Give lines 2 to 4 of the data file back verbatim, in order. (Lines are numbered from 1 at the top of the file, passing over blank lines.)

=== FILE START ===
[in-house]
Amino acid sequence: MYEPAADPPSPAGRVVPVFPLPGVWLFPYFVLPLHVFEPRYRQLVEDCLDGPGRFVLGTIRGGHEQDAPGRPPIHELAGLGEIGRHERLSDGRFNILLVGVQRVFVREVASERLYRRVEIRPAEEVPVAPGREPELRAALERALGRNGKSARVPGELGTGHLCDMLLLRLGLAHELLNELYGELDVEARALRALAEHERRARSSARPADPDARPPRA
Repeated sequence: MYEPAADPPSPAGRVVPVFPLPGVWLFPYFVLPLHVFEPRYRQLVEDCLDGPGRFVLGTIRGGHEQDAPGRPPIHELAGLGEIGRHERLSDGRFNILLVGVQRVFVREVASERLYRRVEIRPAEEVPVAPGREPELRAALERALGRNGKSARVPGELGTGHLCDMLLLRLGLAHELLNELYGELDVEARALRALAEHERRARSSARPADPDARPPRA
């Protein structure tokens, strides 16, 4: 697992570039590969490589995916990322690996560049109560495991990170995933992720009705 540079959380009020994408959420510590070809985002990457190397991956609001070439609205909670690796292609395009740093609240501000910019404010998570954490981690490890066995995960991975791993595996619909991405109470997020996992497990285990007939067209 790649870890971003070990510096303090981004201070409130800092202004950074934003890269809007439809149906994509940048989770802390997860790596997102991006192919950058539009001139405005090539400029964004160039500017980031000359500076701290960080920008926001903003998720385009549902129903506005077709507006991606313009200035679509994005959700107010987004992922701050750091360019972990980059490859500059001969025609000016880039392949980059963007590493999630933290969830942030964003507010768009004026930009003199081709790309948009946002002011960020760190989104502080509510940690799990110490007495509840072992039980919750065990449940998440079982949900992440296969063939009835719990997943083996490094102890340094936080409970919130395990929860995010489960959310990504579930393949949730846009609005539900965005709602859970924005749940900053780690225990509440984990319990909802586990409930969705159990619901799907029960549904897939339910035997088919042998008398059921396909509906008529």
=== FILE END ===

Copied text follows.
Amino acid sequence: MYEPAADPPSPAGRVVPVFPLPGVWLFPYFVLPLHVFEPRYRQLVEDCLDGPGRFVLGTIRGGHEQDAPGRPPIHELAGLGEIGRHERLSDGRFNILLVGVQRVFVREVASERLYRRVEIRPAEEVPVAPGREPELRAALERALGRNGKSARVPGELGTGHLCDMLLLRLGLAHELLNELYGELDVEARALRALAEHERRARSSARPADPDARPPRA
Repeated sequence: MYEPAADPPSPAGRVVPVFPLPGVWLFPYFVLPLHVFEPRYRQLVEDCLDGPGRFVLGTIRGGHEQDAPGRPPIHELAGLGEIGRHERLSDGRFNILLVGVQRVFVREVASERLYRRVEIRPAEEVPVAPGREPELRAALERALGRNGKSARVPGELGTGHLCDMLLLRLGLAHELLNELYGELDVEARALRALAEHERRARSSARPADPDARPPRA
């Protein structure tokens, strides 16, 4: 697992570039590969490589995916990322690996560049109560495991990170995933992720009705 540079959380009020994408959420510590070809985002990457190397991956609001070439609205909670690796292609395009740093609240501000910019404010998570954490981690490890066995995960991975791993595996619909991405109470997020996992497990285990007939067209 790649870890971003070990510096303090981004201070409130800092202004950074934003890269809007439809149906994509940048989770802390997860790596997102991006192919950058539009001139405005090539400029964004160039500017980031000359500076701290960080920008926001903003998720385009549902129903506005077709507006991606313009200035679509994005959700107010987004992922701050750091360019972990980059490859500059001969025609000016880039392949980059963007590493999630933290969830942030964003507010768009004026930009003199081709790309948009946002002011960020760190989104502080509510940690799990110490007495509840072992039980919750065990449940998440079982949900992440296969063939009835719990997943083996490094102890340094936080409970919130395990929860995010489960959310990504579930393949949730846009609005539900965005709602859970924005749940900053780690225990509440984990319990909802586990409930969705159990619901799907029960549904897939339910035997088919042998008398059921396909509906008529």